by J. Randal Matheny, editor
“History is bunk,” said Henry Ford. At the other end of the opinion scale, poet and philosopher George Santayana said, “Those who cannot remember the past are condemned to repeat it.”
So which is it?
Memory is essential to individuals and nations. It was good for Henry Ford to be forward-looking, but no one can ignore the past.
So it is fitting that countries like the United States celebrate a day to remember those who have given their efforts and, for many, their lives to preserve the freedoms and values recognized by the Constitution.
In our family, my dad served in a MASH unit during the Korean War. Most families have members in the armed forces. Some have photos on the mantle of sons who never came back. We’re grateful for their sacrifices.
Christians, too, have a history to which they must look for their meaning and existence.
Three passages, among others, mention the important act of remembering.
#1. The Holy Spirit Reminder of Jesus’ Words
“I have spoken these things while staying with you. But the Advocate, the Holy Spirit, whom the Father will send in my name, will teach you everything, and will cause you to remember everything I said to you” (John 14:25-26 NET).
Youth does not bother to remember, since the future consumes its thoughts. Age can’t remember, because the past becomes foggy. Human memory is faulty.
After Jesus ascended to the Father’s side, he sent the Holy Spirit who caused the apostles to remember the Lord’s words. Our spiritual history is preserved with exactness and accuracy because the Spirit made fallible men to recall precisely what was said. What a cause such certainty gives us for celebration!
#2. The Written Reminder of Jesus’ Commands
“Dear friends, this is already the second letter I have written you, in which I am trying to stir up your pure mind by way of reminder: I want you to recall both the predictions foretold by the holy prophets and the commandment of the Lord and Savior through your apostles. Above all, understand this: In the last days blatant scoffers will come, being propelled by their own evil urges” (2 Peter 2:1-3).
A whole industry has grown up to remind us of appointments or important things to do. Spiritually, that “industry” is the writings of the apostles and prophets. As Peter is wont, he describes the whole Christian system by the term “commandment,” considering it an apt synedoche for the entire faith. This writing was made necessary, in part, by the threat of false teachers who changed the gospel in order to give vent to their uncontrolled passions.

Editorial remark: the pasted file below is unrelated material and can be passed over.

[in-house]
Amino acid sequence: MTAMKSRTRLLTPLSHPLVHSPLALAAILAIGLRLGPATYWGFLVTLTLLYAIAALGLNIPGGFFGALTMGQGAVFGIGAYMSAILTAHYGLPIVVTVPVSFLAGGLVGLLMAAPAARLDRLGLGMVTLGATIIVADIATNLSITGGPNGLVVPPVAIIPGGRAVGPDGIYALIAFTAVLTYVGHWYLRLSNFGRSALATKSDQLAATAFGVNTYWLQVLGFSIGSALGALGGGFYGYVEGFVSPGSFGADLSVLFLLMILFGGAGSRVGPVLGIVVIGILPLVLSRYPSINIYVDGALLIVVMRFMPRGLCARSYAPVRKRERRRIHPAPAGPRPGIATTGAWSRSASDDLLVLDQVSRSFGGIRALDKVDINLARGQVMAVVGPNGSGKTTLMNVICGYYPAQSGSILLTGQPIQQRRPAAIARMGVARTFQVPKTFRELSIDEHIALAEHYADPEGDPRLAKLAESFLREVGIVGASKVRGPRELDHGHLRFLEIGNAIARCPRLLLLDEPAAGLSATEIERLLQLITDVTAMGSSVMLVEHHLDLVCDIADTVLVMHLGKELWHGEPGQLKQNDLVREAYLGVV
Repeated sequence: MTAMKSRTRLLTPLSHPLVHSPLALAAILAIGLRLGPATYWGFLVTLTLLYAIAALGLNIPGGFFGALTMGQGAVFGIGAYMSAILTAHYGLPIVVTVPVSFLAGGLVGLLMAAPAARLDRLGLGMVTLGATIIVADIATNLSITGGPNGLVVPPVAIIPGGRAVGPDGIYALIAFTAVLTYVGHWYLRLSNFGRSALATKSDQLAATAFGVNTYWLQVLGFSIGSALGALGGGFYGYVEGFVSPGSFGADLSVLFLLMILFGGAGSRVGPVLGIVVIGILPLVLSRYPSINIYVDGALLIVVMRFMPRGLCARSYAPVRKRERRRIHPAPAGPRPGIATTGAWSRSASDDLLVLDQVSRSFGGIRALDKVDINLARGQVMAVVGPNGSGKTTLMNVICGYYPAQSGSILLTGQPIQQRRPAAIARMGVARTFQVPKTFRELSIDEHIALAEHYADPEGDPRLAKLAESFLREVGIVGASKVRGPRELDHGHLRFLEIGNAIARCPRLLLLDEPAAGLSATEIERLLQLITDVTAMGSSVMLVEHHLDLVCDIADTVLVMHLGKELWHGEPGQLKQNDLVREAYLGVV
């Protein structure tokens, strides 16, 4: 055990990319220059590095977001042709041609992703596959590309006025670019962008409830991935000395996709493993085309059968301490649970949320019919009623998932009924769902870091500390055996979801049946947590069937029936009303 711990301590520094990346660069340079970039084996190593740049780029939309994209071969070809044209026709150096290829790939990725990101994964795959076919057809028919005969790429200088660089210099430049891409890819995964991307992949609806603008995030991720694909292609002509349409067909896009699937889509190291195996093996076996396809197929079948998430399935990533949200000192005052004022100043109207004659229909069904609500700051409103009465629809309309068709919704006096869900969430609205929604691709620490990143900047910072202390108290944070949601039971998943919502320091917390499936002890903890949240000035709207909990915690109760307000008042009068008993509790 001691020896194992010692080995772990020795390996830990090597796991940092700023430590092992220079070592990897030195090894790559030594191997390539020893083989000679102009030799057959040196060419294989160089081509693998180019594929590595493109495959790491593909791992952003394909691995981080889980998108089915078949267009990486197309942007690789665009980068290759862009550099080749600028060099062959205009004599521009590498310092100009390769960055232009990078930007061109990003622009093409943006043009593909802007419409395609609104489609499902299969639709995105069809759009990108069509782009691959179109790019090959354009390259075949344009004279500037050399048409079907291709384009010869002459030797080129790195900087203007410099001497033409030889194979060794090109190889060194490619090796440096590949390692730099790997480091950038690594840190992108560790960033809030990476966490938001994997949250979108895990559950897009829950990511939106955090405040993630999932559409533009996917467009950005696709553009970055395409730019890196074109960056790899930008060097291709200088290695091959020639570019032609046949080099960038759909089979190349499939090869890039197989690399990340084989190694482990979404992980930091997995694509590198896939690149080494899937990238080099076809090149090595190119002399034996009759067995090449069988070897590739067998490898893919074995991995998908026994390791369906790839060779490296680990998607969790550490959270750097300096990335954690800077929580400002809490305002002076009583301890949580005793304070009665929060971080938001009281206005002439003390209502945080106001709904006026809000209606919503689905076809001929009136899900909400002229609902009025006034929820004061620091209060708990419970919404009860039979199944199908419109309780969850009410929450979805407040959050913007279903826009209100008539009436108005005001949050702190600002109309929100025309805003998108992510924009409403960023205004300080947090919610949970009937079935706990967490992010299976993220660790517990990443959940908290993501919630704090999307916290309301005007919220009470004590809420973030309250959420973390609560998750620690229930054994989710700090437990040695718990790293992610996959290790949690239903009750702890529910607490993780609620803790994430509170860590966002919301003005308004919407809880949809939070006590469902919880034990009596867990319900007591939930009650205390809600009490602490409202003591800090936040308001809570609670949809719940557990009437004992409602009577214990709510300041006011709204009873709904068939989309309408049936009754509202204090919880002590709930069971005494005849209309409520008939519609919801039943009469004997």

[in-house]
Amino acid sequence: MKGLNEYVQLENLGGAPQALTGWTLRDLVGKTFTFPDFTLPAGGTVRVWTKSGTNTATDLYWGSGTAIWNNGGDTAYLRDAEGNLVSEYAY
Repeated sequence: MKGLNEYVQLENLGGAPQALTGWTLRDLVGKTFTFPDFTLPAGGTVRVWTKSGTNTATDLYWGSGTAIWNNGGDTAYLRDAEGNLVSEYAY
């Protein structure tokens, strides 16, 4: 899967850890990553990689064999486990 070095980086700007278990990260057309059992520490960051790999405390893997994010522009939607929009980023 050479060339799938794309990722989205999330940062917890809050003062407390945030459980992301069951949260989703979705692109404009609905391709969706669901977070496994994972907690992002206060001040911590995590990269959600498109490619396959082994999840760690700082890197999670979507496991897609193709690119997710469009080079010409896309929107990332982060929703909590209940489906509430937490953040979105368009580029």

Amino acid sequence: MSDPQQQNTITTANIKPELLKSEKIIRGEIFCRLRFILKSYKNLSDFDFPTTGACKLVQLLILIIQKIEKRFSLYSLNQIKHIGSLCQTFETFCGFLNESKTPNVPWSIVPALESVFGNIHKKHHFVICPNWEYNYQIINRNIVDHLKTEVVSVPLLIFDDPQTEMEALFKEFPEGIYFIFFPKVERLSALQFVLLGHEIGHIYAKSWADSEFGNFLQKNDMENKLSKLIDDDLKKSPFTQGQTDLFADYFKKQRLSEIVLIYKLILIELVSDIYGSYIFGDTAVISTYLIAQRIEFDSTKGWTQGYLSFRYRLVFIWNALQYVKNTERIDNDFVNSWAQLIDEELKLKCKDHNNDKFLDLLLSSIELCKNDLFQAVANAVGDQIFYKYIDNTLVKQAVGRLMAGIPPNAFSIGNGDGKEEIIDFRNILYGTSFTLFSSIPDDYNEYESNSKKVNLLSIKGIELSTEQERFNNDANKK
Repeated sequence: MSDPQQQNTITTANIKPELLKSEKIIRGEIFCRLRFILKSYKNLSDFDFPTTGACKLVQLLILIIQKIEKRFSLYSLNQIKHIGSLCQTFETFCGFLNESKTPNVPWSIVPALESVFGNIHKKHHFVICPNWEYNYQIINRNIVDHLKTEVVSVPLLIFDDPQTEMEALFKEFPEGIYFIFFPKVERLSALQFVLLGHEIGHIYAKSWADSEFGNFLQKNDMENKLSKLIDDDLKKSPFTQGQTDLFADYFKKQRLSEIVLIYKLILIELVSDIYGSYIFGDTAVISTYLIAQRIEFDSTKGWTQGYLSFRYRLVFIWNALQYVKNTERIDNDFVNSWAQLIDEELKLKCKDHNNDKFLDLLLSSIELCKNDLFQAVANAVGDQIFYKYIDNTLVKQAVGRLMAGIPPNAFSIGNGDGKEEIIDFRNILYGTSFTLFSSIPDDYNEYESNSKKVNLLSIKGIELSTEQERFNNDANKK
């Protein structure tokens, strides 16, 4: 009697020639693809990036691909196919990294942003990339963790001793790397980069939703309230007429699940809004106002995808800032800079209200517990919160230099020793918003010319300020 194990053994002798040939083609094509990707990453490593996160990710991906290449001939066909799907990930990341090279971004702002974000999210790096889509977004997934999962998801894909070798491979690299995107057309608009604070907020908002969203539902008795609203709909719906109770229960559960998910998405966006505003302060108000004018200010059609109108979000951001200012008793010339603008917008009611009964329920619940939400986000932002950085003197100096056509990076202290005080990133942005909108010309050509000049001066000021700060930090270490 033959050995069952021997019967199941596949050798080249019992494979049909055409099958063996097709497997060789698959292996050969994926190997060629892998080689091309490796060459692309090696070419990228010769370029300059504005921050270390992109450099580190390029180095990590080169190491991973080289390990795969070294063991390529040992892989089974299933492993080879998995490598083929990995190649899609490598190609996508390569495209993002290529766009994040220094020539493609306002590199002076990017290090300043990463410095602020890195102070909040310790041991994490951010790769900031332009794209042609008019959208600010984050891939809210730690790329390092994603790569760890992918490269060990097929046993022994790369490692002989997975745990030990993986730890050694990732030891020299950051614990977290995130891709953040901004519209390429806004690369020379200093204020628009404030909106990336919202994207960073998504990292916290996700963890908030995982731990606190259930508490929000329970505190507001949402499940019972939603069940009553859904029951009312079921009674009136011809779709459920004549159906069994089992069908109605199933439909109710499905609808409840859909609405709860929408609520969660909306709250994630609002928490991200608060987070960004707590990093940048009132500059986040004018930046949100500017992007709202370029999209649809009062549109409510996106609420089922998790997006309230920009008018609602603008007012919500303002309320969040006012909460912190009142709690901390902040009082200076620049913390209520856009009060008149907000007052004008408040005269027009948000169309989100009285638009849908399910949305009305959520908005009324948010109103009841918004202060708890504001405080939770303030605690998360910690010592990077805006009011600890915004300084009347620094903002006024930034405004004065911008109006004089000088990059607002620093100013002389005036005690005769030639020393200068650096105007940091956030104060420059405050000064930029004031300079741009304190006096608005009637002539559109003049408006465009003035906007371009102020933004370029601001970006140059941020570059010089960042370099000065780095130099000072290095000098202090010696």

Peter’s reminder is as apt today as it was when he wrote it. Many want to jettison the commandment of Christ and let grace be the cloak for their unrighteousness.
#3. Remember Jesus Christ
“Remember Jesus Christ, raised from the dead, a descendant of David; such is my gospel, for which I suffer hardship to the point of imprisonment as a criminal, but God’s message is not imprisoned! So I endure all things for the sake of those chosen by God, that they too may obtain salvation in Christ Jesus and its eternal glory” (2 Timothy 2:8-10).
We might find it ironic that a missionary writes to a minister and reminds him not to forget Jesus Christ. Not so ironic, considering the temptation to lose oneself in discussions, issues and hot buttons among the brethren. The message is the Christ. Gospel is not only content, but activity. It encompasses not only the truth but the truth’s proclamation. It means assuming the hardship that comes with preaching. Avoiding that hardship means forgetting Jesus Christ.
Just as today many think that hamburgers and hot dogs sum up Memorial Day, others think the kingdom of God is eat and drink. Those who know the true price of freedom, however, will remember that Jesus Christ came to save sinners.
This true saying is worth remembering.
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